|Name:||Max Coleman Simpson|
|Rank/Branch:||Private First Class/US Army|
10th Transportation Battalion
1st Logistics Command
|Date of Birth:||28 March 1944|
|Home of Record:||Carlsbad, NM|
|Date of Loss:||24 January 1967|
|Country of Loss:||South Vietnam/Over Water|
Click corrdinates to view maps
|Status in 1973:||Killed/Body Not Recovered|
|Other Personnel in Incident:||(none missing)|
SYNOPSIS: On 24 January 1967, PFC Max C. Simpson was off duty and attending a swimming party with 16 other members of his transportation company at the Special Services Beach at Cam Ranh Bay, Khanh Hoa Province, South Vietnam. After a few minutes others saw PFC Simpson being carried to far out into the bay, struggling to swim against the strong current and calling for help.
One man swam out to assist him, but the current and the undertow caused both men to be thrown against the rocks. Another man attempted to throw a lifeline to Max Simpson, but the wind was too strong and the attempt was unsuccessful. PFC Simpson went under the water and rocks several times before finally going under and staying down.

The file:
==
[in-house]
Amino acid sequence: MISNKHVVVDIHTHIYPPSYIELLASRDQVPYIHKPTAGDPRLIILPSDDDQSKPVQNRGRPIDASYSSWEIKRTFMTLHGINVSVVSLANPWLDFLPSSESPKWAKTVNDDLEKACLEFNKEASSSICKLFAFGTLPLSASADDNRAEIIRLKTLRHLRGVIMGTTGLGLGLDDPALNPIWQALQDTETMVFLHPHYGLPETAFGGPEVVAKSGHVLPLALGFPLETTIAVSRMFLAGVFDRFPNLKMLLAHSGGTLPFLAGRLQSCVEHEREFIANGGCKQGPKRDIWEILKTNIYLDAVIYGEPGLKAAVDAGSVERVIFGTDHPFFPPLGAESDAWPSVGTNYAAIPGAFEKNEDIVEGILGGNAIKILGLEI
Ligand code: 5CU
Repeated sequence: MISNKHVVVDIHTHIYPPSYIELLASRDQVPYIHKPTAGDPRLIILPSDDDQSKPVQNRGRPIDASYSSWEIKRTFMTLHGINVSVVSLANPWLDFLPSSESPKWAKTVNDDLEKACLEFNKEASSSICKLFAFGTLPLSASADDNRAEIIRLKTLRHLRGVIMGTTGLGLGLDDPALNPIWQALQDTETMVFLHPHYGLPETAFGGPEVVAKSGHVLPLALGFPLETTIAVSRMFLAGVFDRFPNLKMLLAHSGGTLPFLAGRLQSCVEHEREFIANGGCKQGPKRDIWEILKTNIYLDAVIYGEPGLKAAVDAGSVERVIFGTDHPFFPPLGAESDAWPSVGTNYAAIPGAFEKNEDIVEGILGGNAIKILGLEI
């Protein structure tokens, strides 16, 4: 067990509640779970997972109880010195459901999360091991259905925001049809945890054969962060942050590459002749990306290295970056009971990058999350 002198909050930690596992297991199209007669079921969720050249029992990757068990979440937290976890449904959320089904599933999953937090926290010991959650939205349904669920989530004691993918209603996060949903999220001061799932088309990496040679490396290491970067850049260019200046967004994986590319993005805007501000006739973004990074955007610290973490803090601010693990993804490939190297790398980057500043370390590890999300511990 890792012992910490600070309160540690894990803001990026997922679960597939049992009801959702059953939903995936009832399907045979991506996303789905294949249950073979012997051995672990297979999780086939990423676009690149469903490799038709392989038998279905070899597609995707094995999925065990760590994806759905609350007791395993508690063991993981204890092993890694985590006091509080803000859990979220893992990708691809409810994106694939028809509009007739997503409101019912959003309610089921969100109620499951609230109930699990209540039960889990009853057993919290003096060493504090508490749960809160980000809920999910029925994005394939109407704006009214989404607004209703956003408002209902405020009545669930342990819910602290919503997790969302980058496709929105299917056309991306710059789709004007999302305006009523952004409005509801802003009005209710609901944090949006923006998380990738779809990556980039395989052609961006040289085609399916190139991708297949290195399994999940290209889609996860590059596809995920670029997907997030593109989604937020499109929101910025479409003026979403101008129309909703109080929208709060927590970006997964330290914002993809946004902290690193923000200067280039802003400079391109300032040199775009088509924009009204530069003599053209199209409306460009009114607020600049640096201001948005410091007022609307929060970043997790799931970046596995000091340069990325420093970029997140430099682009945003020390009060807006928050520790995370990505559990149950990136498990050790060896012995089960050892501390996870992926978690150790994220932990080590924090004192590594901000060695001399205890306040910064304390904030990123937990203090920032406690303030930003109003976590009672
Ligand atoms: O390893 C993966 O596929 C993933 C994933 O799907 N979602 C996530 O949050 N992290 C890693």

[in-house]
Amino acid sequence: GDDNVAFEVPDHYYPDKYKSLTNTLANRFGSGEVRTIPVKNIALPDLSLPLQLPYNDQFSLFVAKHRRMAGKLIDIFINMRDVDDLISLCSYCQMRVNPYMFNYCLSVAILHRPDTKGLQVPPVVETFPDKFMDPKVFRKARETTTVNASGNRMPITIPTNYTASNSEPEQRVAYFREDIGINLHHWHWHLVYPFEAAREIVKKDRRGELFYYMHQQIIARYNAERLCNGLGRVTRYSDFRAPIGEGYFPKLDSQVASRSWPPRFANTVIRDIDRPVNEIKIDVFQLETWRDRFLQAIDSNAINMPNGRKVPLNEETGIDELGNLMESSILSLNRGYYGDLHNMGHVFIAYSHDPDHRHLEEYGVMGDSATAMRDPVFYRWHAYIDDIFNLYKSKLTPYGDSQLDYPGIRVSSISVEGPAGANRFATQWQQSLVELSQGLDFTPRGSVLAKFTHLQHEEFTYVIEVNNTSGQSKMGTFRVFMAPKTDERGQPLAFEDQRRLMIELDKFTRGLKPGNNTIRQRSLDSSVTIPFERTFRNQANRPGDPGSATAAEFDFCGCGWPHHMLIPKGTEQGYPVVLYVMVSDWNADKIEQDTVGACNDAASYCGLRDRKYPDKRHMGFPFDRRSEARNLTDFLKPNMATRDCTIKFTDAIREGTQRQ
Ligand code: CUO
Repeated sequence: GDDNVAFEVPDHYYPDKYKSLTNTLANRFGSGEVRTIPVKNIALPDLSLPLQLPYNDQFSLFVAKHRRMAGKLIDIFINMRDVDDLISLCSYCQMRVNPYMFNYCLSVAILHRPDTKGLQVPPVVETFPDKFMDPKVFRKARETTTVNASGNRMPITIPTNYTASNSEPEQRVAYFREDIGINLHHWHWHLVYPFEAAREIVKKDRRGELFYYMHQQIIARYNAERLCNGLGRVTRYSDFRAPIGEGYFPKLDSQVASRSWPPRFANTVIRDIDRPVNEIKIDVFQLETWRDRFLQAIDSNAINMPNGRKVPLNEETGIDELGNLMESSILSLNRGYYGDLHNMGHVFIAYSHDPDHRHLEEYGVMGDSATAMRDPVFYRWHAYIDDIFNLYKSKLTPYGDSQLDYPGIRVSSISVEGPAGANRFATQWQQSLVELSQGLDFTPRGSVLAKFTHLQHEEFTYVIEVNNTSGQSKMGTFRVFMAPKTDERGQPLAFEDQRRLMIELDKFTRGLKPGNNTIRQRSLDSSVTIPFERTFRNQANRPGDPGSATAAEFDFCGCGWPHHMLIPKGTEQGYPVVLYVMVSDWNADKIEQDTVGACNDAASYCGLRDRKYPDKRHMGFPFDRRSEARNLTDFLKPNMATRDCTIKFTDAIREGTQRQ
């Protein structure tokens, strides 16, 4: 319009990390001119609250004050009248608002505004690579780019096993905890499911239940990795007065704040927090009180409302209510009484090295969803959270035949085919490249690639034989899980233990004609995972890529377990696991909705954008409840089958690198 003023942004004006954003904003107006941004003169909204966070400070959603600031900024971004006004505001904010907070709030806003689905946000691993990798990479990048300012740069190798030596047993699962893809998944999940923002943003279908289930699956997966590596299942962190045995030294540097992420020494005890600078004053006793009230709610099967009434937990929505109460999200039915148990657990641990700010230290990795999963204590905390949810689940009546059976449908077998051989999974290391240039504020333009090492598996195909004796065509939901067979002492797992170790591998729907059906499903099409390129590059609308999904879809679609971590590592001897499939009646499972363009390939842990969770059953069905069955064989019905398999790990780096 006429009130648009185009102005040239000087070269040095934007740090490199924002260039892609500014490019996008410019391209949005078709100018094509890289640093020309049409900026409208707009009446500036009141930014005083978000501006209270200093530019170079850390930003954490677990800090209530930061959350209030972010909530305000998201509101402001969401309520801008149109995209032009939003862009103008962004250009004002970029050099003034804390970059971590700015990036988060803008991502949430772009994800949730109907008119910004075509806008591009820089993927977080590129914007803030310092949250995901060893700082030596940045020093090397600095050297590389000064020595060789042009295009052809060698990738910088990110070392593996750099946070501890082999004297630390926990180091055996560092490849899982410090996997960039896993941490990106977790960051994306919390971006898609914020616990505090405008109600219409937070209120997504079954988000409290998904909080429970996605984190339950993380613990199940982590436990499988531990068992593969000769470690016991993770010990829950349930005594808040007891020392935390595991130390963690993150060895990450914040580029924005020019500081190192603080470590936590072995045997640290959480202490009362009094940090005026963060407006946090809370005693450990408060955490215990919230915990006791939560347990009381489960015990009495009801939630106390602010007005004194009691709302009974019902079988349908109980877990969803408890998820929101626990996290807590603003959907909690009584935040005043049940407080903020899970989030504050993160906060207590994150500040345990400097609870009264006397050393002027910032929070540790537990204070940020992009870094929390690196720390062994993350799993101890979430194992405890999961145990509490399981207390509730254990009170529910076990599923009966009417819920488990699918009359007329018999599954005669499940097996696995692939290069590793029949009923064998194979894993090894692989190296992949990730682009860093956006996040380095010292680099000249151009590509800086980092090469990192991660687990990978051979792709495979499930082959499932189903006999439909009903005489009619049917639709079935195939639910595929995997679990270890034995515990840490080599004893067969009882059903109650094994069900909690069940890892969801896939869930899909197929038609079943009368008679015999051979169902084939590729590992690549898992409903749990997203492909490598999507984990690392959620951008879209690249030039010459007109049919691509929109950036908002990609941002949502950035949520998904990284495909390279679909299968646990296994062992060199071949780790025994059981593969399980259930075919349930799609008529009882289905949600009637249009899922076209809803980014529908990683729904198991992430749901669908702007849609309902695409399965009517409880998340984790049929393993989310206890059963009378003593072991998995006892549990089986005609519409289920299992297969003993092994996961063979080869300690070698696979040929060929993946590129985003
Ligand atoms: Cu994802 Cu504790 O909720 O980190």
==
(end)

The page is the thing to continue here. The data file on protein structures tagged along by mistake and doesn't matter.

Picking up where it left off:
An immediate search and rescue (SAR) effort was initiated utilizing extensive air, sea and land resources. These efforts lasted 4 days, but no trace of PFC Simpson or his remains were ever found. The soldier who swam out to assist PFC Simpson was safely rescued. At the time all formal search efforts were terminated, Max Simpson was listed Killed in Action, Body Not Recovered.
While the fate of Max Simpson is not in doubt, he has the right to have his remains returned to his family, friends and country if at all possible. For other Americans who remain unaccounted for in Southeast Asia, their fate could be quite different.
Since the end of the Vietnam War well over 21,000 reports of American prisoners, missing and otherwise unaccounted for have been received by our government. Many of these reports document LIVE American Prisoners of War remaining captive throughout Southeast Asia TODAY.
American servicemen in Vietnam were called upon to operate in many dangerous circumstances both on and off duty, and they were prepared to be wounded, killed or captured. It probably never occurred to them that they could be abandoned by the country they so proudly served.